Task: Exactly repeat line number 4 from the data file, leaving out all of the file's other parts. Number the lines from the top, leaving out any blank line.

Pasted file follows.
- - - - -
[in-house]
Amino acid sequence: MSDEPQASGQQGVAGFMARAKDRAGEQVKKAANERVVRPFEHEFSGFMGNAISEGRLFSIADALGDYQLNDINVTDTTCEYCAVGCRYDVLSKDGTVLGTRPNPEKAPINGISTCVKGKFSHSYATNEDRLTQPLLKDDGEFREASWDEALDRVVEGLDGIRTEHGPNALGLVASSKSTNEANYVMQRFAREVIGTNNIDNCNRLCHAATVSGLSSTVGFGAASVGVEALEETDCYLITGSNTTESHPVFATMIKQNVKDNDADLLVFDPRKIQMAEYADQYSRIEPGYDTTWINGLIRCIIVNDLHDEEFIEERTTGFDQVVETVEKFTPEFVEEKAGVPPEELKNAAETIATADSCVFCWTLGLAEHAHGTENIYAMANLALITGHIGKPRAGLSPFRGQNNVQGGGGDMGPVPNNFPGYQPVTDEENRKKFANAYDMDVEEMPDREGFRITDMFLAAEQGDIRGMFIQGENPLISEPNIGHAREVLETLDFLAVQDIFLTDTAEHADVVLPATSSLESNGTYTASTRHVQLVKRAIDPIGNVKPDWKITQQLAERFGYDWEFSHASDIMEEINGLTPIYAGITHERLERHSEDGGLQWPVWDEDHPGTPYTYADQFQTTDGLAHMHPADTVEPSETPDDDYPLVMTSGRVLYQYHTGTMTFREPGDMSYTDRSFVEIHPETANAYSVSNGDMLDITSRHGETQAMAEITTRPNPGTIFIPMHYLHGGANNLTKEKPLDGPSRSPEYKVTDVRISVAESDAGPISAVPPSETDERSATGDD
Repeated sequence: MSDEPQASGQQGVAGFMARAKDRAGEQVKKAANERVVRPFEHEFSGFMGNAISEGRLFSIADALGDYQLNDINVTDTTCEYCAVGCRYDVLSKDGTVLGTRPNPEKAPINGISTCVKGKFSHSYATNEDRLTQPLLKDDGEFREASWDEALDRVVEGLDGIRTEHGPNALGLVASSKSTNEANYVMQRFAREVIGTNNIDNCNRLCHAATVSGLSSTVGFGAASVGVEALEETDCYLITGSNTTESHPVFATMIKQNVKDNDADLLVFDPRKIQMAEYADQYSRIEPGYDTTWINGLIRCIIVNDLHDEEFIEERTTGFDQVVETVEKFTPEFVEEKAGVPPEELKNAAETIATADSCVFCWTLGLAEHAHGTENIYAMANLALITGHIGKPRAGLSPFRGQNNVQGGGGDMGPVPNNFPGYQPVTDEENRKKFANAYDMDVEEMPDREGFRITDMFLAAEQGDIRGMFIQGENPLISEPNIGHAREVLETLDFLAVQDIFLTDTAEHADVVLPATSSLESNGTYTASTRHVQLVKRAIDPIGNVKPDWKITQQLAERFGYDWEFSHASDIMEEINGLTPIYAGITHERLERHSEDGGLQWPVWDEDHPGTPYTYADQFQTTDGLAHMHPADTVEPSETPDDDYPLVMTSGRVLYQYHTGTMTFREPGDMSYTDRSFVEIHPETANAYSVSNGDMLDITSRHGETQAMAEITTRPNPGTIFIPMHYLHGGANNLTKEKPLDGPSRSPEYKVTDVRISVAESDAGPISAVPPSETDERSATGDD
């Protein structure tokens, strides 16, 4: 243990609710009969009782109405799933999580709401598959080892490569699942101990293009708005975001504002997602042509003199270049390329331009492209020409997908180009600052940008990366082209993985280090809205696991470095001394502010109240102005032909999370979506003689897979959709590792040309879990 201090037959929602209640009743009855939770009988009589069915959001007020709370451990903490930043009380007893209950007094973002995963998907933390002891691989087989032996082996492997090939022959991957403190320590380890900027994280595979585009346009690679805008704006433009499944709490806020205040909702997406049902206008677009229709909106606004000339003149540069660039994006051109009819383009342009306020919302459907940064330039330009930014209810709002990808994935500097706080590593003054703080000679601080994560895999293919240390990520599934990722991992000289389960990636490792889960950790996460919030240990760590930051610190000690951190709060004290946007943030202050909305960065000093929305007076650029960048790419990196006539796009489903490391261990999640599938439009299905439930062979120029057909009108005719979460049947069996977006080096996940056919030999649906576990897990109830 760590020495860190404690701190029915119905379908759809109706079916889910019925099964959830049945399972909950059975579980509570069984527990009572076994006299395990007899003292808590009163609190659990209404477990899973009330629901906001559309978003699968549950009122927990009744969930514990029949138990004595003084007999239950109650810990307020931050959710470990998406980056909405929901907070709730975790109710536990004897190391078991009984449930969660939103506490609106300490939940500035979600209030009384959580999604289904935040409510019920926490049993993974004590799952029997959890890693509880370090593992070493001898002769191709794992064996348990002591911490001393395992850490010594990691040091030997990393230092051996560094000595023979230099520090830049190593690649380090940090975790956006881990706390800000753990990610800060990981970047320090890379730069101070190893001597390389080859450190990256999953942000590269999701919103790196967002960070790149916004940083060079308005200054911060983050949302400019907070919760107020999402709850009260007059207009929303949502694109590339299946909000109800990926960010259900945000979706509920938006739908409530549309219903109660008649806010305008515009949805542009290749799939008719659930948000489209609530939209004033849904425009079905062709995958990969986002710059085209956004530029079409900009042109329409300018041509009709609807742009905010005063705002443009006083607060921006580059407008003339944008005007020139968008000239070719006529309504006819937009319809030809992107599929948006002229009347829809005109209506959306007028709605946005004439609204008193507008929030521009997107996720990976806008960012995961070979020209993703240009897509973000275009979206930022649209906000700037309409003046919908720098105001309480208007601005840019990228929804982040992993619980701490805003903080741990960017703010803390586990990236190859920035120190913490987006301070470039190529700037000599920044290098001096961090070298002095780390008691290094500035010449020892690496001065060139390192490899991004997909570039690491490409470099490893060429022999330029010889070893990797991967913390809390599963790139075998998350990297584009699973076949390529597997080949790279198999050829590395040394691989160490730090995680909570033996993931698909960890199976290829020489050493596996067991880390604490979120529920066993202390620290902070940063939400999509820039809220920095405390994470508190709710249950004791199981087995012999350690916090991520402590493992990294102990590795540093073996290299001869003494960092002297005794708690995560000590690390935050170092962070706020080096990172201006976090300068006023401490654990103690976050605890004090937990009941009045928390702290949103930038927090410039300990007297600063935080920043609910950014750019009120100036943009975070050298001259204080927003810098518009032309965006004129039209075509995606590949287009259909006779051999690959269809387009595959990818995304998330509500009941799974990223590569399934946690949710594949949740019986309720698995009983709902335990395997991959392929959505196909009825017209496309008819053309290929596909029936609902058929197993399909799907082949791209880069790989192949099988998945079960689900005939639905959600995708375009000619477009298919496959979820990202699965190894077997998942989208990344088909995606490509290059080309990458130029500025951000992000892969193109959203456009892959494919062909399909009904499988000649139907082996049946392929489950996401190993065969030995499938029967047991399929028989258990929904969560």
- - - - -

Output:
């Protein structure tokens, strides 16, 4: 243990609710009969009782109405799933999580709401598959080892490569699942101990293009708005975001504002997602042509003199270049390329331009492209020409997908180009600052940008990366082209993985280090809205696991470095001394502010109240102005032909999370979506003689897979959709590792040309879990 201090037959929602209640009743009855939770009988009589069915959001007020709370451990903490930043009380007893209950007094973002995963998907933390002891691989087989032996082996492997090939022959991957403190320590380890900027994280595979585009346009690679805008704006433009499944709490806020205040909702997406049902206008677009229709909106606004000339003149540069660039994006051109009819383009342009306020919302459907940064330039330009930014209810709002990808994935500097706080590593003054703080000679601080994560895999293919240390990520599934990722991992000289389960990636490792889960950790996460919030240990760590930051610190000690951190709060004290946007943030202050909305960065000093929305007076650029960048790419990196006539796009489903490391261990999640599938439009299905439930062979120029057909009108005719979460049947069996977006080096996940056919030999649906576990897990109830 760590020495860190404690701190029915119905379908759809109706079916889910019925099964959830049945399972909950059975579980509570069984527990009572076994006299395990007899003292808590009163609190659990209404477990899973009330629901906001559309978003699968549950009122927990009744969930514990029949138990004595003084007999239950109650810990307020931050959710470990998406980056909405929901907070709730975790109710536990004897190391078991009984449930969660939103506490609106300490939940500035979600209030009384959580999604289904935040409510019920926490049993993974004590799952029997959890890693509880370090593992070493001898002769191709794992064996348990002591911490001393395992850490010594990691040091030997990393230092051996560094000595023979230099520090830049190593690649380090940090975790956006881990706390800000753990990610800060990981970047320090890379730069101070190893001597390389080859450190990256999953942000590269999701919103790196967002960070790149916004940083060079308005200054911060983050949302400019907070919760107020999402709850009260007059207009929303949502694109590339299946909000109800990926960010259900945000979706509920938006739908409530549309219903109660008649806010305008515009949805542009290749799939008719659930948000489209609530939209004033849904425009079905062709995958990969986002710059085209956004530029079409900009042109329409300018041509009709609807742009905010005063705002443009006083607060921006580059407008003339944008005007020139968008000239070719006529309504006819937009319809030809992107599929948006002229009347829809005109209506959306007028709605946005004439609204008193507008929030521009997107996720990976806008960012995961070979020209993703240009897509973000275009979206930022649209906000700037309409003046919908720098105001309480208007601005840019990228929804982040992993619980701490805003903080741990960017703010803390586990990236190859920035120190913490987006301070470039190529700037000599920044290098001096961090070298002095780390008691290094500035010449020892690496001065060139390192490899991004997909570039690491490409470099490893060429022999330029010889070893990797991967913390809390599963790139075998998350990297584009699973076949390529597997080949790279198999050829590395040394691989160490730090995680909570033996993931698909960890199976290829020489050493596996067991880390604490979120529920066993202390620290902070940063939400999509820039809220920095405390994470508190709710249950004791199981087995012999350690916090991520402590493992990294102990590795540093073996290299001869003494960092002297005794708690995560000590690390935050170092962070706020080096990172201006976090300068006023401490654990103690976050605890004090937990009941009045928390702290949103930038927090410039300990007297600063935080920043609910950014750019009120100036943009975070050298001259204080927003810098518009032309965006004129039209075509995606590949287009259909006779051999690959269809387009595959990818995304998330509500009941799974990223590569399934946690949710594949949740019986309720698995009983709902335990395997991959392929959505196909009825017209496309008819053309290929596909029936609902058929197993399909799907082949791209880069790989192949099988998945079960689900005939639905959600995708375009000619477009298919496959979820990202699965190894077997998942989208990344088909995606490509290059080309990458130029500025951000992000892969193109959203456009892959494919062909399909009904499988000649139907082996049946392929489950996401190993065969030995499938029967047991399929028989258990929904969560």